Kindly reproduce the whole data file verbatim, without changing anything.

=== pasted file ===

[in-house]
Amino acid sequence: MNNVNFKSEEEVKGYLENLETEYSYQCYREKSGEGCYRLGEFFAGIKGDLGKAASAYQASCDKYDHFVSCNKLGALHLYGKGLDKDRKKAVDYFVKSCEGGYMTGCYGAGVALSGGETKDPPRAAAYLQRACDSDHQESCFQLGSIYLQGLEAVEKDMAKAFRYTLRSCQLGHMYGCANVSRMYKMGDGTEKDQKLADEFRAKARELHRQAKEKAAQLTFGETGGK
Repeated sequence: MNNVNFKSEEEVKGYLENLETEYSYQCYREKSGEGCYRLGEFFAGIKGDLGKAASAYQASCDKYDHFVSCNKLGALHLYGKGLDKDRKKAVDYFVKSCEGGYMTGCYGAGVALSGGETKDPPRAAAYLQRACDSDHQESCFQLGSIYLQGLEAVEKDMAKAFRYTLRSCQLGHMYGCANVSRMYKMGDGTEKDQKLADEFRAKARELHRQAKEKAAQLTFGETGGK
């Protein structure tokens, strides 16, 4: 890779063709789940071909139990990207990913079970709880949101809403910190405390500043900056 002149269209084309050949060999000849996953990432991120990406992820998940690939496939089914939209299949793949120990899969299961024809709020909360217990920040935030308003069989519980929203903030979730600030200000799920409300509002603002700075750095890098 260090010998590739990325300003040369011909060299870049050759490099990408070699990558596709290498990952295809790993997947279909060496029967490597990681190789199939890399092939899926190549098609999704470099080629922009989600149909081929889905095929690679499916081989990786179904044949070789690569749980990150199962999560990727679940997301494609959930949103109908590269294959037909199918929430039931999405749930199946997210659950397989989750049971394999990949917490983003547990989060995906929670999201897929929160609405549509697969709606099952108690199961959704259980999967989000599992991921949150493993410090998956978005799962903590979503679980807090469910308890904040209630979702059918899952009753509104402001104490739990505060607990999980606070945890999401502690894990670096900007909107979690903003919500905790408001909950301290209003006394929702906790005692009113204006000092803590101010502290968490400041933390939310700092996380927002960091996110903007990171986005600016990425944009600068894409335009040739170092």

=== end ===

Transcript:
[in-house]
Amino acid sequence: MNNVNFKSEEEVKGYLENLETEYSYQCYREKSGEGCYRLGEFFAGIKGDLGKAASAYQASCDKYDHFVSCNKLGALHLYGKGLDKDRKKAVDYFVKSCEGGYMTGCYGAGVALSGGETKDPPRAAAYLQRACDSDHQESCFQLGSIYLQGLEAVEKDMAKAFRYTLRSCQLGHMYGCANVSRMYKMGDGTEKDQKLADEFRAKARELHRQAKEKAAQLTFGETGGK
Repeated sequence: MNNVNFKSEEEVKGYLENLETEYSYQCYREKSGEGCYRLGEFFAGIKGDLGKAASAYQASCDKYDHFVSCNKLGALHLYGKGLDKDRKKAVDYFVKSCEGGYMTGCYGAGVALSGGETKDPPRAAAYLQRACDSDHQESCFQLGSIYLQGLEAVEKDMAKAFRYTLRSCQLGHMYGCANVSRMYKMGDGTEKDQKLADEFRAKARELHRQAKEKAAQLTFGETGGK
């Protein structure tokens, strides 16, 4: 890779063709789940071909139990990207990913079970709880949101809403910190405390500043900056 002149269209084309050949060999000849996953990432991120990406992820998940690939496939089914939209299949793949120990899969299961024809709020909360217990920040935030308003069989519980929203903030979730600030200000799920409300509002603002700075750095890098 260090010998590739990325300003040369011909060299870049050759490099990408070699990558596709290498990952295809790993997947279909060496029967490597990681190789199939890399092939899926190549098609999704470099080629922009989600149909081929889905095929690679499916081989990786179904044949070789690569749980990150199962999560990727679940997301494609959930949103109908590269294959037909199918929430039931999405749930199946997210659950397989989750049971394999990949917490983003547990989060995906929670999201897929929160609405549509697969709606099952108690199961959704259980999967989000599992991921949150493993410090998956978005799962903590979503679980807090469910308890904040209630979702059918899952009753509104402001104490739990505060607990999980606070945890999401502690894990670096900007909107979690903003919500905790408001909950301290209003006394929702906790005692009113204006000092803590101010502290968490400041933390939310700092996380927002960091996110903007990171986005600016990425944009600068894409335009040739170092």